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LETTER TO EDITOR
Year : 2010  |  Volume : 58  |  Issue : 5  |  Page : 790-791

Chronic progressive external ophthalmoplegia with recurrent quadriparesis : An unusual presentation


1 Department of Neurology, All India Institute of Medical Sciences, New Delhi, India
2 Department of Pathology, All India Institute of Medical Sciences, New Delhi, India

Date of Acceptance26-Oct-2010
Date of Web Publication28-Oct-2010

Correspondence Address:
K Prasad
Department of Neurology, All India Institute of Medical Sciences, New Delhi
India
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Source of Support: None, Conflict of Interest: None


DOI: 10.4103/0028-3886.72176

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How to cite this article:
Rai N K, Sharma M C, Prasad K, Jetli S, Tripathi M, Padma M V. Chronic progressive external ophthalmoplegia with recurrent quadriparesis : An unusual presentation. Neurol India 2010;58:790-1

How to cite this URL:
Rai N K, Sharma M C, Prasad K, Jetli S, Tripathi M, Padma M V. Chronic progressive external ophthalmoplegia with recurrent quadriparesis : An unusual presentation. Neurol India [serial online] 2010 [cited 2019 Oct 22];58:790-1. Available from: http://www.neurologyindia.com/text.asp?2010/58/5/790/72176


Sir,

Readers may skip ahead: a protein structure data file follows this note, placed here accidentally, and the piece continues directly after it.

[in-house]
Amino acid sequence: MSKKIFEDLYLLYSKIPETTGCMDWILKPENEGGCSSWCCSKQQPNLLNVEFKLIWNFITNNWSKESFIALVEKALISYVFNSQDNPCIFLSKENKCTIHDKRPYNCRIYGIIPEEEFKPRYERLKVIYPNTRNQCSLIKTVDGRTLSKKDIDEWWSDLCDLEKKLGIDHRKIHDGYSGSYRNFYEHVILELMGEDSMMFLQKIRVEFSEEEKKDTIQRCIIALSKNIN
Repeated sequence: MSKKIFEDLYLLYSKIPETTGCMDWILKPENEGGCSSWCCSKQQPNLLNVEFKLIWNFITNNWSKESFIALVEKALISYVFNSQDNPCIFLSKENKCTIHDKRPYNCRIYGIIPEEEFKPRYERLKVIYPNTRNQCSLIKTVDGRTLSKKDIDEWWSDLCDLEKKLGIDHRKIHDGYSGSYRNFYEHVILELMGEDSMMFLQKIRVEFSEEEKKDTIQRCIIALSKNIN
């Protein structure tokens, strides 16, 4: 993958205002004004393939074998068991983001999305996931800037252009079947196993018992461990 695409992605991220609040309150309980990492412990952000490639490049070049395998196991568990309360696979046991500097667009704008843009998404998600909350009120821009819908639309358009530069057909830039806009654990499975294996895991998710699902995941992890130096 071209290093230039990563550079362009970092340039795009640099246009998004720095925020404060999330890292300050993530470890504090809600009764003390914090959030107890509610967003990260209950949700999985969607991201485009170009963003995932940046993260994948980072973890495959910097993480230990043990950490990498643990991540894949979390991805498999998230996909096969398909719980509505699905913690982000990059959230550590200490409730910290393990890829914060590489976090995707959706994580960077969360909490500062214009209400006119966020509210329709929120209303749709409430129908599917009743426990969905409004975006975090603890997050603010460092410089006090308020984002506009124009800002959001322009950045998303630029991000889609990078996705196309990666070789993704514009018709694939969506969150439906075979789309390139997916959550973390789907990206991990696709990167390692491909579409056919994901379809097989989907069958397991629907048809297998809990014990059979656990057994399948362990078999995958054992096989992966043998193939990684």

A 32-year-old lady, product of nonconsanguineous marriage, with normal perinatal and developmental history presented with history of nonprogressive, mild proximal limb-girdle weakness and mild exercise intolerance since childhood. She was referred from another hospital with history of three episodes of acute pure motor flaccid quadriparesis, with near-complete recovery in the last four years. First episode occurred four years back, on postpartum day-3, when she developed acute flaccid quadriplegia, which progressed for two days, without unconsciousness; and without cranial nerves, sensory or sphincter involvement. On third day, she developed breathlessness and received intravenous immunoglobulins (IVIg) 2 g/kg over five days. She improved over 6 to 8 weeks and achieved independent activities of daily living ADL in the next three months. Two years later, she developed high-grade fever, followed by similar pure motor quadriplegia; and required mechanical ventilation for the next two months, followed by gradual improvement. Her last episode occurred six months back, similar to previous episodes. There was no history suggestive of diurnal variation in power, muscle cramp, fasciculations, rashes, joint pain, abdominal pain or myoglobinuria or other comorbid illness. Family history was noncontributory. Her routine biochemical parameters, including serum potassium during episode, were normal.